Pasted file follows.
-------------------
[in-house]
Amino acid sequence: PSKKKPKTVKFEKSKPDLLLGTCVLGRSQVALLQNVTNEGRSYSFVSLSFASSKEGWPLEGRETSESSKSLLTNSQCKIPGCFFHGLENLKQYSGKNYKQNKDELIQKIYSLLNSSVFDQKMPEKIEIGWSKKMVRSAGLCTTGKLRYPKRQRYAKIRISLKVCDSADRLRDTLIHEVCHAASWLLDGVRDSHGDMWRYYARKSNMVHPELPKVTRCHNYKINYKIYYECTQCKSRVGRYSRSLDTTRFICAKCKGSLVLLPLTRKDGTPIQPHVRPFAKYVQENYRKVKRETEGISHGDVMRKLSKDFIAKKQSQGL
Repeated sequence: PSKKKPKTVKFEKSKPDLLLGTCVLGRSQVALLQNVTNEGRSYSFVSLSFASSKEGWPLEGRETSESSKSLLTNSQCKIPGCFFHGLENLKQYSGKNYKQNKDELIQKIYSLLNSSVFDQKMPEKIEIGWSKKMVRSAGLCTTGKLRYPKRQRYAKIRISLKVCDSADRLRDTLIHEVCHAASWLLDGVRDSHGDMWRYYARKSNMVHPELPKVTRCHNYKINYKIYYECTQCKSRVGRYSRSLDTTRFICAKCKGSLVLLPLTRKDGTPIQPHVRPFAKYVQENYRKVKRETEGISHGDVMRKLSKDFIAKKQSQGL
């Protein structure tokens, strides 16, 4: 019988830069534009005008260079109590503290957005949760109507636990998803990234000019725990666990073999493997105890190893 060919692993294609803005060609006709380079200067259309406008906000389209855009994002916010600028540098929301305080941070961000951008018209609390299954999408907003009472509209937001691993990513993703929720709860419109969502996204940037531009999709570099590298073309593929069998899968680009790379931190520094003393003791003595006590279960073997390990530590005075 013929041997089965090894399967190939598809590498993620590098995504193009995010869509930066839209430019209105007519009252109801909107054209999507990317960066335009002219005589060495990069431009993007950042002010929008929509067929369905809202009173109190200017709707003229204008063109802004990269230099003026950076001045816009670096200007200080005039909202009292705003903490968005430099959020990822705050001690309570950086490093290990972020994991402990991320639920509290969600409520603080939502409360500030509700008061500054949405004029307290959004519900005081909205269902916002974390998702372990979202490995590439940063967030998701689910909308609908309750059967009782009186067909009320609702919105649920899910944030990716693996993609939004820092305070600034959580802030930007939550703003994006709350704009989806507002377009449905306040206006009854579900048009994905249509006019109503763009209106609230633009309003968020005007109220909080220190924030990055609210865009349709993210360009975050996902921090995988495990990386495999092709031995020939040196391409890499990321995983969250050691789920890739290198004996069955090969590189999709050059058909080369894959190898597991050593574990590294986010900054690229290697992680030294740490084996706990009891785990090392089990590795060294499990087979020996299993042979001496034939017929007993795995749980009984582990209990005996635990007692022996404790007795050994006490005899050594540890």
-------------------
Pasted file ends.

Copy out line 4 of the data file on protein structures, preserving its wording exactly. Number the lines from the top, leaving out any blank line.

């Protein structure tokens, strides 16, 4: 019988830069534009005008260079109590503290957005949760109507636990998803990234000019725990666990073999493997105890190893 060919692993294609803005060609006709380079200067259309406008906000389209855009994002916010600028540098929301305080941070961000951008018209609390299954999408907003009472509209937001691993990513993703929720709860419109969502996204940037531009999709570099590298073309593929069998899968680009790379931190520094003393003791003595006590279960073997390990530590005075 013929041997089965090894399967190939598809590498993620590098995504193009995010869509930066839209430019209105007519009252109801909107054209999507990317960066335009002219005589060495990069431009993007950042002010929008929509067929369905809202009173109190200017709707003229204008063109802004990269230099003026950076001045816009670096200007200080005039909202009292705003903490968005430099959020990822705050001690309570950086490093290990972020994991402990991320639920509290969600409520603080939502409360500030509700008061500054949405004029307290959004519900005081909205269902916002974390998702372990979202490995590439940063967030998701689910909308609908309750059967009782009186067909009320609702919105649920899910944030990716693996993609939004820092305070600034959580802030930007939550703003994006709350704009989806507002377009449905306040206006009854579900048009994905249509006019109503763009209106609230633009309003968020005007109220909080220190924030990055609210865009349709993210360009975050996902921090995988495990990386495999092709031995020939040196391409890499990321995983969250050691789920890739290198004996069955090969590189999709050059058909080369894959190898597991050593574990590294986010900054690229290697992680030294740490084996706990009891785990090392089990590795060294499990087979020996299993042979001496034939017929007993795995749980009984582990209990005996635990007692022996404790007795050994006490005899050594540890």